Neither the Fifth nor the Fourteenth Amendments protected creditors in 1934, when the US declared that, as part of removing gold from circulation, it would no longer honor the “gold clause” that required the government to pay its bonds in gold coin of a fixed standard. The matter went to the Supreme Court, which found for the government on the basis that section 8 of the Constitution allowed Congress to determine what constituted money; so if it wanted to demonetize gold, it could. This, of course, did not mean the the government had not defaulted, merely that the Constitution allowed it to default under certain circumstances.
Since the Constitution gives the government the power to redefine money at will, it could be argued that the government might find a way around the debt ceiling by some monetary sleight of hand. However, the Constitution would not help in this instance, since the power is vested in Congress, not the administration.
The power of the debt ceiling can be very effective. The closest historical analogy to the present situation – other than the shutdown of government under Clinton in 1995 – is the run-up to the French Revolution. The French government was running a chronic deficit, although nothing like so large as the present US deficit in relation to GDP. There was no elected assembly in France, but registration of government loans by the Parlement of Paris, an unelected body of lawyers, was required to give them the force of law. In 1788 the Parlement refused to register the loan needed to cover the annual deficit unless the Estates General was reconvened. The government responded by disbanding the Parlement and imprisoning its leaders, but its access to the credit markets was frozen. In the end it was forced to summon the Estates General in 1789, and the rest, as they say, is history.
Thoughts on the present situation:
Clearly the US does not have to default just because the debt ceiling is reached – for the reasons outlined in this blog and elsewhere. It can temporarily cut back, or delay, its expenses. There is very unlikely to be a problem covering interest on this basis, since the interest on the market debt is only running at $16bn per month and only represents 5% of spending.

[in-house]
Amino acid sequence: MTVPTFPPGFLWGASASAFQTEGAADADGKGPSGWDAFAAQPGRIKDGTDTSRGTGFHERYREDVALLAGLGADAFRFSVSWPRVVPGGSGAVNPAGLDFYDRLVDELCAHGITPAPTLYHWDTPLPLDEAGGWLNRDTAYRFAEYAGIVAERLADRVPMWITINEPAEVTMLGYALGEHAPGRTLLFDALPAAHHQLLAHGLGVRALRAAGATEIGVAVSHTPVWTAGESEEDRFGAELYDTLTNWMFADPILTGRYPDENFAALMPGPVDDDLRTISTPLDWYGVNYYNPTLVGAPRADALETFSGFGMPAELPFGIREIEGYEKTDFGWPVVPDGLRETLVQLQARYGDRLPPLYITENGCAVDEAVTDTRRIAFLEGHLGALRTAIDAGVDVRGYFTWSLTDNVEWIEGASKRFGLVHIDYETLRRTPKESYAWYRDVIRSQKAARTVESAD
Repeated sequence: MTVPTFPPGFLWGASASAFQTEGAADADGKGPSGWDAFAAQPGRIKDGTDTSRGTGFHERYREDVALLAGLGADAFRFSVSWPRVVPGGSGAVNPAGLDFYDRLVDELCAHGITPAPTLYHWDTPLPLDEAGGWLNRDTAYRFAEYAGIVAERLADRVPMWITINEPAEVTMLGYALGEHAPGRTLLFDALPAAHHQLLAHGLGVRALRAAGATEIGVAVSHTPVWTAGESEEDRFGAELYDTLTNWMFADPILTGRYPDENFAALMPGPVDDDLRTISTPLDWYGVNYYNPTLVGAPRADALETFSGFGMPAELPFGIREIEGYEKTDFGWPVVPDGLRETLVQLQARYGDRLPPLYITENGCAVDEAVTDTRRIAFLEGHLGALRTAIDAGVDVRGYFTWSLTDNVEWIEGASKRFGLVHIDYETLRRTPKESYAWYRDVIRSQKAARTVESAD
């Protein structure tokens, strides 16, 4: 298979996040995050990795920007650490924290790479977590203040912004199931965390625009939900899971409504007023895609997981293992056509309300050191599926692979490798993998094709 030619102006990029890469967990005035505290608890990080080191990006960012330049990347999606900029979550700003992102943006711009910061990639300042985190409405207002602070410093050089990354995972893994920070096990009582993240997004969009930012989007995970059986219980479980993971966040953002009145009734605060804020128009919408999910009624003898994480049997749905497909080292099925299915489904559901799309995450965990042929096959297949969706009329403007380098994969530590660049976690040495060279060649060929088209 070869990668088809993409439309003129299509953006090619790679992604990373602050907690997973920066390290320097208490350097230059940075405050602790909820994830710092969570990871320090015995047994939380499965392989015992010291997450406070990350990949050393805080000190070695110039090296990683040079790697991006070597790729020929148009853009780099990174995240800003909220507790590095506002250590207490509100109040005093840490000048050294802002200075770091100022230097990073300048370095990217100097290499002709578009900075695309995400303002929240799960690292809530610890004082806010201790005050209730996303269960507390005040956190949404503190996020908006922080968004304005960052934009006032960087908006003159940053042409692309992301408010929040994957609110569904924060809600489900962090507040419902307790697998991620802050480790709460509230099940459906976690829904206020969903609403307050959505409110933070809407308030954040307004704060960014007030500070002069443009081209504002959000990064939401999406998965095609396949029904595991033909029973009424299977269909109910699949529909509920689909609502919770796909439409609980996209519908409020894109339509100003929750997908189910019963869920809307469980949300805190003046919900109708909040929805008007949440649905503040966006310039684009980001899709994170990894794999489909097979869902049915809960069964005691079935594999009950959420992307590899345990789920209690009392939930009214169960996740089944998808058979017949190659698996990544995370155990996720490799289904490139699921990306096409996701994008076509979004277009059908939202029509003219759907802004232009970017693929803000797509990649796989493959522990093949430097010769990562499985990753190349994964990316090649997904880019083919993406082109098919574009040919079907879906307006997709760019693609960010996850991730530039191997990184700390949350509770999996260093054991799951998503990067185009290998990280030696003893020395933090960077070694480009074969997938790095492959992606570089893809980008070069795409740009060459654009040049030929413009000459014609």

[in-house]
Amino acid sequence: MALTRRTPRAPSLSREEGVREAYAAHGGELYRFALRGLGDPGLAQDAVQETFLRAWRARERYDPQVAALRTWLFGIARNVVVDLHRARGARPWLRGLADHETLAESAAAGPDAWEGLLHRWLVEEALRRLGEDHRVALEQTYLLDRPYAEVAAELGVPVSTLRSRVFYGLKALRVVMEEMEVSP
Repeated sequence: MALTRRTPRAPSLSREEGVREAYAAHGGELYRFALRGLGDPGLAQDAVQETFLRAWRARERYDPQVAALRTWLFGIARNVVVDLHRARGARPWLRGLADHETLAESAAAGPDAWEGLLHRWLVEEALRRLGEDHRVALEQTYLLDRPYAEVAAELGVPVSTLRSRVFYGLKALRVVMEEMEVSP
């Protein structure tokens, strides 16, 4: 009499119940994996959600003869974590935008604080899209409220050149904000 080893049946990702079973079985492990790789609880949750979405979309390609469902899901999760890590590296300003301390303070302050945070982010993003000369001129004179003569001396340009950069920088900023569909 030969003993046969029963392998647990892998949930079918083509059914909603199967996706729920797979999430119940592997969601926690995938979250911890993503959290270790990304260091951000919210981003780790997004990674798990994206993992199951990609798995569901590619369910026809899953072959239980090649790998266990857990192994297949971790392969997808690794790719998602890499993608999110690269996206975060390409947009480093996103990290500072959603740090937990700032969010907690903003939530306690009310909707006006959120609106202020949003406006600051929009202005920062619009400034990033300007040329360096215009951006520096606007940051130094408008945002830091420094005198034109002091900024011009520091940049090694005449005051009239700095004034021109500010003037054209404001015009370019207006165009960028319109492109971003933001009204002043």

The problems could occur for other reasons:
- Given a budget deficit of $1,500 billion per year, new debt has to be issued at a average rate of $130 billion per month. The government would therefore have to reduce/delay spending by $145 billion per month to cover interest and avoid increasing its debt. This is a far more serious problem than finding a mere $16 billion per month, and represents 44% of total spending.
- The market could take fright and refuse to refinance existing debt as it matures, leading to default. Since, quite apart from bond maturities, there are around $2 trillion of T-bills outstanding, the government is on a very short leash when it comes to its credit standing. However, I do not take this risk seriously, since the Fed will simply lend the government the money to roll over the debt if the market refuses to do so.
Given that the the prices of government bonds have not collapsed, the market clearly assumes that that Congress will blink first and there will be no crisis. Personally, I am pretty confident that the market is right. However, there is a risk that, precisely because the only thing that the government can do legally to avoid default is to reduce spending, which is what the Republican right wants, there is an incentive for the Republicans to continue with the game of chicken until it is arguably too late.
At that point, even if the government does avoid default, the battle may be such a “damn close run thing” that the markets may decide that American politics is in so parlous a state that the risk premium on government bonds needs to rise sharply.
PS. Diverting the Social Security surplus (as per your blog) is not an option. Because of the recession, the program is currently running at a deficit, although it is supposed to return to surplus as employment increases.